Disporum viridescens. This is the epitome of what in a former life we would have called a Ben plant. I sometimes wonder whether when E.H. Wilson or Reginald Farrer or George Forrest were collecting in Asia a hundred years ago they saw masses of these sorts of plants and passed them by as not being garden worthy. Perhaps they did collect them and they were grown by a handful of gardeners or fewer. As a genre they seem to feature large in the collections of modern plant collectors like the Wynn-Jones and Dan Hinckley.
Anyhow, it’s a modest but charming plant that gets around 18 inches tall and spreads at a manageable rate. The flowers are white with petals 2cm long. (Apologies for mixing measuring units) I have it in light shade and mediocre soil.

Right, I have timber to shift and a wealth of avoidance strategies in place to delay doing so. I think I’ll go prick off some Mellitis and I have a nice terracotta pot that I’ve just seen the perfect spot for, now what can I put in it?
The whole gamut of gallivanting gardeners that is the six on Saturday crowd are accessed via the portal of the comments section of Mr Prop’s blog. Join in and shrink the world.

 

 

27 thoughts on “Six on Saturday – 25/5/2019

  1. You’re right, charming Disporum viridescens! I didn’t know.
    As for the aphids, you have good eyes to see the holes on their backs … You must have confidence and come back often to check (or spray soapy water, what I’m doing right now)

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    1. I never remember to check what’s in the picture that shouldn’t be. At least you didn’t berate me for the bag of Somerset sedge peat compost in the foreground. Not my purchase. “It was cheap” sigh.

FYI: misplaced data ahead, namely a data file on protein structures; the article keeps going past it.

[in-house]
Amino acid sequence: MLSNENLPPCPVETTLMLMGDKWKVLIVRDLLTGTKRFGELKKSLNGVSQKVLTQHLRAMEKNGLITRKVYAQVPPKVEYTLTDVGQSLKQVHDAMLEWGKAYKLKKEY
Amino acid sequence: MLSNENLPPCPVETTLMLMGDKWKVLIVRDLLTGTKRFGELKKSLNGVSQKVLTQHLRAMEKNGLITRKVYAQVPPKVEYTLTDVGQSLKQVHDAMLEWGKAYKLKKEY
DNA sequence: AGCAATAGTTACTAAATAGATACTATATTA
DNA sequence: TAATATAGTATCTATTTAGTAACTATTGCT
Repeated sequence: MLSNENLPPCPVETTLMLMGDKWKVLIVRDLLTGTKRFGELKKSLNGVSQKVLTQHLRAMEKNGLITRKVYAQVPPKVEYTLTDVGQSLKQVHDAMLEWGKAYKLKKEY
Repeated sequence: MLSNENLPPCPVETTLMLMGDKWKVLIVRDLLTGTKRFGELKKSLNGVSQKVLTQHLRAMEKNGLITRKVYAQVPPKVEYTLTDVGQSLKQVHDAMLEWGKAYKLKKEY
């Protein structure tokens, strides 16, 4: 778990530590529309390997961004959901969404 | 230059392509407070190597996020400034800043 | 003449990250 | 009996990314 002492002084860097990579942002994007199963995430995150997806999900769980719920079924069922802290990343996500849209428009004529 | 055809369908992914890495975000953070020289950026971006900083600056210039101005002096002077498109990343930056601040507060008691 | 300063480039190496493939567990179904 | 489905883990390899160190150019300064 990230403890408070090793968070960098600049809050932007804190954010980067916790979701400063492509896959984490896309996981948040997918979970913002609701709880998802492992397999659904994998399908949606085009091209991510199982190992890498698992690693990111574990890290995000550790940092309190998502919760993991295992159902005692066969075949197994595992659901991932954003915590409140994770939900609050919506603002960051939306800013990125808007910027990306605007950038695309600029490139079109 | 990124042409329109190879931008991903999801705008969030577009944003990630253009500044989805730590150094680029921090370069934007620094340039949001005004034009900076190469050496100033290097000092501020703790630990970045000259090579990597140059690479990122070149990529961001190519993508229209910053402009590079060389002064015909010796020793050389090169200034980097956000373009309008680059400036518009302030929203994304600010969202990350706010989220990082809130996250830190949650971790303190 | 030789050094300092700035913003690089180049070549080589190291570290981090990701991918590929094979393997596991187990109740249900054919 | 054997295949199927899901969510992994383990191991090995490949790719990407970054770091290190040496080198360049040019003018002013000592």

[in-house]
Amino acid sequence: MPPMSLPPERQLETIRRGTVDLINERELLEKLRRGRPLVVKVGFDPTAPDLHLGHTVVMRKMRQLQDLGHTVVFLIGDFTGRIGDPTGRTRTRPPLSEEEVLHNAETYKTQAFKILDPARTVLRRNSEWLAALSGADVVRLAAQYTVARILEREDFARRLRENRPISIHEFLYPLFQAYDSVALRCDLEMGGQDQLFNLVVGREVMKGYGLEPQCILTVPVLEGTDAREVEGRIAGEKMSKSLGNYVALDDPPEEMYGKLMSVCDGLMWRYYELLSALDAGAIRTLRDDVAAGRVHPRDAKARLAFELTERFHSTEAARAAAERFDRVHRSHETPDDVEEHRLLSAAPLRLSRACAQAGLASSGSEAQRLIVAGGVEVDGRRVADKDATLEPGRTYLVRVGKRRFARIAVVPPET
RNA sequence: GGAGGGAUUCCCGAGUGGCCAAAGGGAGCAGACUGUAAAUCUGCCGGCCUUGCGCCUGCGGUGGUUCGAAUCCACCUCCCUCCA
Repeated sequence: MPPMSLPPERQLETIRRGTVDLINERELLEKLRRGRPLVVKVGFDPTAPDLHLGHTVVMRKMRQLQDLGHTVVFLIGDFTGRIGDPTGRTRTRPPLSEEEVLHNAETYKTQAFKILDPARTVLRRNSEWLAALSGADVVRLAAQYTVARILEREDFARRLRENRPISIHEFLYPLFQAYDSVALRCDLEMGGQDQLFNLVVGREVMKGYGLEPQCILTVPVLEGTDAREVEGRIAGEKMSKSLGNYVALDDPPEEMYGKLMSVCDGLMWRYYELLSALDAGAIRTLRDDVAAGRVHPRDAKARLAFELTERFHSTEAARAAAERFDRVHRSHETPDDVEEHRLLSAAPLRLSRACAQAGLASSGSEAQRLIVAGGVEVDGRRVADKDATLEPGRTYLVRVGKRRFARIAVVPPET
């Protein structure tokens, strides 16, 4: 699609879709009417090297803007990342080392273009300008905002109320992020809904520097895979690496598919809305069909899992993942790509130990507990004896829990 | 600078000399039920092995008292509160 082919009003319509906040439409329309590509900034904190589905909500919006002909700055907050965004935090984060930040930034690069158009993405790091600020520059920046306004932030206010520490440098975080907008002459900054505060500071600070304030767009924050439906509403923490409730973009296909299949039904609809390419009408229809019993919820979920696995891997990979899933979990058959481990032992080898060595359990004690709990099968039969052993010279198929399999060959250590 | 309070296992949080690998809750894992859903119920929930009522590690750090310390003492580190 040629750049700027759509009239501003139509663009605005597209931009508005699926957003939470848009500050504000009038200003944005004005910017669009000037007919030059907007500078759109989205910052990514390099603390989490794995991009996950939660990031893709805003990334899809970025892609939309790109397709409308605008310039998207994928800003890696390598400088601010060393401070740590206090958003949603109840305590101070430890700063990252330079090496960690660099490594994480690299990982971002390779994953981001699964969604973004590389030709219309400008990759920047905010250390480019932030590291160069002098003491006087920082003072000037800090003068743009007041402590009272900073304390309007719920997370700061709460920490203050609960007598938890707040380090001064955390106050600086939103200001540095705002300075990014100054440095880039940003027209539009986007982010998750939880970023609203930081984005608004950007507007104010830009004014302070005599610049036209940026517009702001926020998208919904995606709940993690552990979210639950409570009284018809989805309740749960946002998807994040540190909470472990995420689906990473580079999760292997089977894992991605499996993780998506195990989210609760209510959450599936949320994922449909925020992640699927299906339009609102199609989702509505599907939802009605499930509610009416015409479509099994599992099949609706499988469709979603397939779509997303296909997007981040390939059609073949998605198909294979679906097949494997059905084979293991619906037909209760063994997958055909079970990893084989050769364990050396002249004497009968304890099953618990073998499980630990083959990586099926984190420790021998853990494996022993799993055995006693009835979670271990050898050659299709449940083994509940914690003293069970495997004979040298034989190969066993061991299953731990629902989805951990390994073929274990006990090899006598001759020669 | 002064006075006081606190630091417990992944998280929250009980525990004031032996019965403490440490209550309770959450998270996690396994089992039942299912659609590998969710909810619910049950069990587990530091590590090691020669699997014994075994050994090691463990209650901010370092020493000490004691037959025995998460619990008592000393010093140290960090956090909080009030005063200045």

Liked by 1 person

  2. A Ben plant is generally a very good plant, love the disporum. Glad to see nature sorting things out, just goes to show that as usual we are pretty superfluous. Hard to beat a candelabra primula, yours are lustworthy.

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    1. Where nature is concerned we’re worse than superfluous, we’re a serious impediment. How arrogant we are to think that in a few decades we can better with our potions what nature has been working on for 3 billion years.

      Liked by 1 person

  3. Blimey, you’ve been busy – lots of extra space. I’m thinking I need more more candelabra primulas after reading this.

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  4. Love the candelabra primulas – mine all seem to have turned out to be the same ones, the ‘apple blossom’ or similar. And that is a very attractive hosta photobombing one of the shots – what is its name?

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  5. I’m a little confused – I expected you to’ve reached the point where you’d be done shifting Pot A to Pot B’s place so Pot B could go outside ( in Pot C’s place). At least it looks tidy, even if there’s more to do. Not chaos at all. What will you make w/all the black currants that’re in your future? I’m getting hungry just imagining.

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  6. Another “like” for your primulas! I wonder what effect the political happenings this week will have too. I dread to think. Someone who can produce “space” from nowhere could surely sort out the country??! 😀🤔